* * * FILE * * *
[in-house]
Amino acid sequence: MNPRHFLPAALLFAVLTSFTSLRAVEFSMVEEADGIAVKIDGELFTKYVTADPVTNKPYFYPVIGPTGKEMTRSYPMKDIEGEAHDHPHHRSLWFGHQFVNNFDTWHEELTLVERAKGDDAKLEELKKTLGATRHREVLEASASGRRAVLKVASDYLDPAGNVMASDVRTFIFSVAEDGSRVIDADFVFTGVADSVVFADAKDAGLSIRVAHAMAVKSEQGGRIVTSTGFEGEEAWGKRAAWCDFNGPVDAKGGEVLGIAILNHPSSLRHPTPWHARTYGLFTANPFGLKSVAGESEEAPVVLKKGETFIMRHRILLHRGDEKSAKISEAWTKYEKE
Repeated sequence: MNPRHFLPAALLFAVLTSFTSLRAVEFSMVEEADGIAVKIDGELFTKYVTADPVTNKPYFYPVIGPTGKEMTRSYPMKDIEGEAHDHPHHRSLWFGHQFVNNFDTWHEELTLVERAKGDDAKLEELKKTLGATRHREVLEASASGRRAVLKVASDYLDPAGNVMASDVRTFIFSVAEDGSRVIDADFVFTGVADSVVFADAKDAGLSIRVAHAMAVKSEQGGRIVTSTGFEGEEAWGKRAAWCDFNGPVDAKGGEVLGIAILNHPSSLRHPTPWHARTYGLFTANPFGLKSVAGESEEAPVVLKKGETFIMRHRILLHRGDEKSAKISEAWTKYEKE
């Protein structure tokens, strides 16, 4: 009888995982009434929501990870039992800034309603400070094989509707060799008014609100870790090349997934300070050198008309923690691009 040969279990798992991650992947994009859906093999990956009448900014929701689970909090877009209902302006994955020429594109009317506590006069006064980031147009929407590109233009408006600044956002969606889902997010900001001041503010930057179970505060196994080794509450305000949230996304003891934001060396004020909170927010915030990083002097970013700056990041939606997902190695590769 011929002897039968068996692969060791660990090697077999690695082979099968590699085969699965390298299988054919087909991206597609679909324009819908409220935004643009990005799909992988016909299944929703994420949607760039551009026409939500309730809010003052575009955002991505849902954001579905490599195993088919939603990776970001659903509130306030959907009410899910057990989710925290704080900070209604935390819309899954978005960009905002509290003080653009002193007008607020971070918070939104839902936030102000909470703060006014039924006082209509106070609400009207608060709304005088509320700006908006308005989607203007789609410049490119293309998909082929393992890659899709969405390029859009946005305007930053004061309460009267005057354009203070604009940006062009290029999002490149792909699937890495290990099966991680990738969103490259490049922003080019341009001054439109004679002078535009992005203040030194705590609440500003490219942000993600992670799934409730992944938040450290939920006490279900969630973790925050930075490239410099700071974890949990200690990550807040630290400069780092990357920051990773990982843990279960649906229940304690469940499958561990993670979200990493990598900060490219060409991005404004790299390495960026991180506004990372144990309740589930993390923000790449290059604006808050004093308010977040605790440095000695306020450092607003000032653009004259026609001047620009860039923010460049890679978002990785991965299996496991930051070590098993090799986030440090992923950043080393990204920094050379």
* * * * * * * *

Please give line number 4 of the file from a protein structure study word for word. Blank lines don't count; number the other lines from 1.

């Protein structure tokens, strides 16, 4: 009888995982009434929501990870039992800034309603400070094989509707060799008014609100870790090349997934300070050198008309923690691009 040969279990798992991650992947994009859906093999990956009448900014929701689970909090877009209902302006994955020429594109009317506590006069006064980031147009929407590109233009408006600044956002969606889902997010900001001041503010930057179970505060196994080794509450305000949230996304003891934001060396004020909170927010915030990083002097970013700056990041939606997902190695590769 011929002897039968068996692969060791660990090697077999690695082979099968590699085969699965390298299988054919087909991206597609679909324009819908409220935004643009990005799909992988016909299944929703994420949607760039551009026409939500309730809010003052575009955002991505849902954001579905490599195993088919939603990776970001659903509130306030959907009410899910057990989710925290704080900070209604935390819309899954978005960009905002509290003080653009002193007008607020971070918070939104839902936030102000909470703060006014039924006082209509106070609400009207608060709304005088509320700006908006308005989607203007789609410049490119293309998909082929393992890659899709969405390029859009946005305007930053004061309460009267005057354009203070604009940006062009290029999002490149792909699937890495290990099966991680990738969103490259490049922003080019341009001054439109004679002078535009992005203040030194705590609440500003490219942000993600992670799934409730992944938040450290939920006490279900969630973790925050930075490239410099700071974890949990200690990550807040630290400069780092990357920051990773990982843990279960649906229940304690469940499958561990993670979200990493990598900060490219060409991005404004790299390495960026991180506004990372144990309740589930993390923000790449290059604006808050004093308010977040605790440095000695306020450092607003000032653009004259026609001047620009860039923010460049890679978002990785991965299996496991930051070590098993090799986030440090992923950043080393990204920094050379």